In 56 adult patients with asymptomatic chronic aortic insufficiency, Greenberg et al. demonstrated a decline in LV ejection fraction with exercise in those who had increased end-systolic WS, consistent with an early manifestation of the deterioration of LV systolic function. The authors postulated that a lack of adequate hypertrophy to normalize WS may have resulted in a loss of the compensatory mechanism, which caused a decline in the ejection fraction during exercise [55]. Haykowsky et al. showed that there was no increase in end-systolic WS through a brief heavy leg-press exercise in healthy trained athletes, but there was a 28% increase in sedentary subjects. Attenuated end-systolic WS in athletes was explained by an acute increase in LV wall thickness accompanied by a decline in the LV cavity dimensions [56]. Myocardial oxygen consumption did not change with resistance exercise in healthy trained individuals. Stable end-systolic WS may indicate a relatively healthy myocardium still within a compensatory phase.
By using speckle-tracking and other advanced echocardiographic technologies in otherwise asymptomatic middle-aged adults, Chirinos and colleagues studied early and late systolic WS in association with echocardiographic parameters of systolic and diastolic LV function. They demonstrated that early systolic WS is associated with a greater longitudinal systolic function and early diastolic relaxation, whereas late systolic WS was independently associated with early diastolic relaxation and decreased longitudinal systolic function, suggesting the role of time-varying myocardial afterload as a determinant of myocardial relaxation [57]. Regional and global myocardial strain can be quantitatively assessed through the motion of speckles identified on routine two-dimensional images representing myocardial deformation and more specific ventricular dynamics less dependent on the loading conditions [58]. The relationship between global strain obtained by speckle-tracking imaging and WS was investigated by Hurlburt et al., who demonstrated a modest but statistically significant inverse relationship between strain and end-systolic WS (r = −0.29; p < 0.05) in 60 healthy adult volunteers [59]. This relationship was supported by another group, suggesting that LV stain is, in part, dependent on afterload, and that myocardial systolic function should be evaluated based on the relationship between strain and WS [60].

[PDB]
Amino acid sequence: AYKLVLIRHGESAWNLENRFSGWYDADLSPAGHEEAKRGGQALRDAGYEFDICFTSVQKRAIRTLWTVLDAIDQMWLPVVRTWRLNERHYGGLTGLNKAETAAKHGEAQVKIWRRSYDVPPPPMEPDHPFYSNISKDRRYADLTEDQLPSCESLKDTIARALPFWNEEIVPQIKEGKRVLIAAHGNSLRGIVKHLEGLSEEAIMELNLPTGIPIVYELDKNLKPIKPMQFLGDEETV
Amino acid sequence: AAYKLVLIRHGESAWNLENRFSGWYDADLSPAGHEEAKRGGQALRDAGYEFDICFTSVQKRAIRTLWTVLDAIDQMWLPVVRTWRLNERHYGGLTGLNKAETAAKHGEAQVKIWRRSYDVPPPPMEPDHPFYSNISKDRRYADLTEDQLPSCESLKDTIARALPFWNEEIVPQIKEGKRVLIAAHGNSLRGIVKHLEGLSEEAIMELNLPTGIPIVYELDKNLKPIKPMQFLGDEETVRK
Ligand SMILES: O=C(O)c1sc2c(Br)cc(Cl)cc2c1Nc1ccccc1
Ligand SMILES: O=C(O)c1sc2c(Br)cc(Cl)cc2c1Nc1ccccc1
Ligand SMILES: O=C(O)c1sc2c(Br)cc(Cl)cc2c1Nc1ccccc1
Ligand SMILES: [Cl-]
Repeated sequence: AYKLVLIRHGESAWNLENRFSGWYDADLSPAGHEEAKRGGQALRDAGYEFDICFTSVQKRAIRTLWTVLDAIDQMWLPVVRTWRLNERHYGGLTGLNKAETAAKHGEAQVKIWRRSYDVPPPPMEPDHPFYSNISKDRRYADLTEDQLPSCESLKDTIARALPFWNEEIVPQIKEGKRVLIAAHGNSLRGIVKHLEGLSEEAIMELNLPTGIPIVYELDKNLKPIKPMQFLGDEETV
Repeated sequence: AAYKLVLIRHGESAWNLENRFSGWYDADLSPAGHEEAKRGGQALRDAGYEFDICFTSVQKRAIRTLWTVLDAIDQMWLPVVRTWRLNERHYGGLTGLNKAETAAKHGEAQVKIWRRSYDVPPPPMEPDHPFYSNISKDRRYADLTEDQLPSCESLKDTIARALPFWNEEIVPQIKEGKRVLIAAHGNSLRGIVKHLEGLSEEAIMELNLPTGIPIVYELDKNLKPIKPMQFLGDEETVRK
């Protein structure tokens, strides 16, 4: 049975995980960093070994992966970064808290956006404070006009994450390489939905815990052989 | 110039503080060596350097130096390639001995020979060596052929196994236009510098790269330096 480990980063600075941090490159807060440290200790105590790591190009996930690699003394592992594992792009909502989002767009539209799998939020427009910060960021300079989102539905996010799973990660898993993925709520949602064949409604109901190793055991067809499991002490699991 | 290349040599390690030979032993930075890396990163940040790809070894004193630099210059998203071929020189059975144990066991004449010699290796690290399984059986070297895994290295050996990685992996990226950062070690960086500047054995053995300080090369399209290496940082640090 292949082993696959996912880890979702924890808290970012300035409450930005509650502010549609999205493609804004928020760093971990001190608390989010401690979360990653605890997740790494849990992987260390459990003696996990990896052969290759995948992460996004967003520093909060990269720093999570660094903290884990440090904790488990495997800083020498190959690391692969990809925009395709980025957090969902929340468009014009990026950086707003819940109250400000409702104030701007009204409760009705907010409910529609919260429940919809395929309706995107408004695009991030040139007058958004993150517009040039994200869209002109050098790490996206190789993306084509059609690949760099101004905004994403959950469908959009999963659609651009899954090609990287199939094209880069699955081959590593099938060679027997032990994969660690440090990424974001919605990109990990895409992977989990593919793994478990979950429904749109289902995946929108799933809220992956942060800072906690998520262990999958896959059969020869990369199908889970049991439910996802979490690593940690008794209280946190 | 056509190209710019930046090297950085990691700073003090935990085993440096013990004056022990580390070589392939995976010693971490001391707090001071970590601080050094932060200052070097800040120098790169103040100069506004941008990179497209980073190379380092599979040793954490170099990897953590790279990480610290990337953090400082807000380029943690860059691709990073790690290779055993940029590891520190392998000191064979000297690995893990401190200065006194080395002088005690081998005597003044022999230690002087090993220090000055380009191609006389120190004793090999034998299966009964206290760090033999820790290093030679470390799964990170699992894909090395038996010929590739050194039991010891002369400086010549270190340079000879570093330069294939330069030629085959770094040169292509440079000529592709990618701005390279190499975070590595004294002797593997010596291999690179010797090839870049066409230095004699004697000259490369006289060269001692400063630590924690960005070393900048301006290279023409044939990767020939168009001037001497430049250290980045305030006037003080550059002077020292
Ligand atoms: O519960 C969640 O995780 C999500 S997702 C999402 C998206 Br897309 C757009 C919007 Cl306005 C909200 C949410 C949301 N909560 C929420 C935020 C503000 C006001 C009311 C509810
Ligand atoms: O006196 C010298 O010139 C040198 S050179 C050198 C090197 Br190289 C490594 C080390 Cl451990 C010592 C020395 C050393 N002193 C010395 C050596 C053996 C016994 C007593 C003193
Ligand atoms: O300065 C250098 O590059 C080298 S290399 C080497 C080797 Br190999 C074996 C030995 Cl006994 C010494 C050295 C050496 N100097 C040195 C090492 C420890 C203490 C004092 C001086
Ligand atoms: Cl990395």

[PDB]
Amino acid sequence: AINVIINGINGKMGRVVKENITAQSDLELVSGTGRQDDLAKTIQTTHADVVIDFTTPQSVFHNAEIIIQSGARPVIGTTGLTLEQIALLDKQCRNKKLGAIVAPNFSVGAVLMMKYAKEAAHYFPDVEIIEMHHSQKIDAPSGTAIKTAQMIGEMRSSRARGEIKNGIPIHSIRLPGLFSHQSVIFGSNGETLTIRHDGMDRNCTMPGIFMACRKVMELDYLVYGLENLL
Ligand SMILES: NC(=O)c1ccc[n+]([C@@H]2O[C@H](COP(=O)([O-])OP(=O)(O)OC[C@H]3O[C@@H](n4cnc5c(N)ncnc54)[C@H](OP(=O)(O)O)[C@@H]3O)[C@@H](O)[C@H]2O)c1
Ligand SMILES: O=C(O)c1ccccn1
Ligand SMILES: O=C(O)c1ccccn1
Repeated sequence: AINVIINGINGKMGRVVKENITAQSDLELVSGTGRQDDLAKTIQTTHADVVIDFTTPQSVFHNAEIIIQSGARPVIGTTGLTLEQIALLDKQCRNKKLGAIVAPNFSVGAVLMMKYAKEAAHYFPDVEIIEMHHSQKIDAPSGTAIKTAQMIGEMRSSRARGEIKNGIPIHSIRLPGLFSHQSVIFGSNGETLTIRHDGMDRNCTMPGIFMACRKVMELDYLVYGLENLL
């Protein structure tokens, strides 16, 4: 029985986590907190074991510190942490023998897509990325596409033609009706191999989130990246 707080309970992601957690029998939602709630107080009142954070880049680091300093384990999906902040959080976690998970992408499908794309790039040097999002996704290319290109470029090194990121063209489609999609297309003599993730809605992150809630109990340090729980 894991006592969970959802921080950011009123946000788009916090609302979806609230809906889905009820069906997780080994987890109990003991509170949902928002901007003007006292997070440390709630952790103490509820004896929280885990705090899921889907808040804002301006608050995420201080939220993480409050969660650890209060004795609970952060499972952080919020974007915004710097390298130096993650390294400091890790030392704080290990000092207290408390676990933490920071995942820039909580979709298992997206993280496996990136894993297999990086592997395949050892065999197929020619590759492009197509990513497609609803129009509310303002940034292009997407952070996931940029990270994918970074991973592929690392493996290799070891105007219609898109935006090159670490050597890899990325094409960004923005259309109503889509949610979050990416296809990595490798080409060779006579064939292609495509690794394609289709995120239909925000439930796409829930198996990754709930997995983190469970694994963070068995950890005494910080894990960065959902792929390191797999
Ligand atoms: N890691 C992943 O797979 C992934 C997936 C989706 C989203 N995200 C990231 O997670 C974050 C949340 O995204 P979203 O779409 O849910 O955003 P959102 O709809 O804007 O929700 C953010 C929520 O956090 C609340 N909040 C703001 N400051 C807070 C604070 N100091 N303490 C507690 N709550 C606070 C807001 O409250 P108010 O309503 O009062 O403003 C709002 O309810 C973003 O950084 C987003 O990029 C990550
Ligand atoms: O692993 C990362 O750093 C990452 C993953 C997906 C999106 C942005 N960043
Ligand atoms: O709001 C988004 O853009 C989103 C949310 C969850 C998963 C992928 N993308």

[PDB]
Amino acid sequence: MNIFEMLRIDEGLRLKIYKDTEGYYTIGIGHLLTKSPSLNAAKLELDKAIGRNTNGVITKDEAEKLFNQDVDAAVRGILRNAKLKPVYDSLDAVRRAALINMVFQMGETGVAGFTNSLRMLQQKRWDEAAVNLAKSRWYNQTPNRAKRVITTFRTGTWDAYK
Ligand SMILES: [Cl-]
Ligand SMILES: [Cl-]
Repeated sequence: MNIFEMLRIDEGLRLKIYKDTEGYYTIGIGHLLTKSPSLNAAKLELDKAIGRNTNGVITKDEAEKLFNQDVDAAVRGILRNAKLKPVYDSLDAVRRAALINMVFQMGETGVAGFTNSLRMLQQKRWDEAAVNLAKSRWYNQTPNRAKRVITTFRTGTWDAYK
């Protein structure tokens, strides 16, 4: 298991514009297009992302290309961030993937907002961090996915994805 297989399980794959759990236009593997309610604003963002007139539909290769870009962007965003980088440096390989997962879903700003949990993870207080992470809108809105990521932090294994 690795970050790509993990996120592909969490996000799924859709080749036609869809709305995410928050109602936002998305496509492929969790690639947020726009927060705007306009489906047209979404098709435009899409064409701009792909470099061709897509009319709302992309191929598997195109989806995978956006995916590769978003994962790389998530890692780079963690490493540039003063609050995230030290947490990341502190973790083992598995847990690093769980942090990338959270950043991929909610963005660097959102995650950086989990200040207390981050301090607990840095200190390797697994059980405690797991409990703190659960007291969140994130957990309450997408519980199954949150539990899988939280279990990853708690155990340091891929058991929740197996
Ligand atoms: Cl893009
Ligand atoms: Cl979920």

5. Noninvasive Measurement of Wall Stress as a Biomarker for Ventricular Remodeling

Ventricular WS has been studied in conjunction with the development and progression of ventricular remodeling. In an experimental post-myocardial infarction model, increased WS was closely associated with geometric changes in LV, including volume and infarct area [13,23]. The degree of myocyte apoptosis was shown to be closely correlated with LV systolic WS in patients with severe dilated cardiomyopathy [61]. Rohde et al. showed progressive increase in regional end-systolic WS in experimental post-myocardial infarction that was associated with increased extracellular matrix remodeling indicated by the immune-expression of matrix metalloproteinase-9 protein and macrophage infiltrate in a rat model [62]. In 40 symptomatic patients with aortic stenosis, Vanderheyden et al. reported that the plasma B type natriuretic peptide (BNP) level was correlated with both systolic and diastolic WS, not with systolic function, suggesting that BNP may be an excellent screening tool for LV diastolic dysfunction in patients with pressure overload cardiomyopathy and normal systolic function [63]. A similar finding was noted in patients with chronic heart failure, where the plasma BNP showed a closer correlation with end-diastolic WS than any other hemodynamic parameters including systolic WS [64].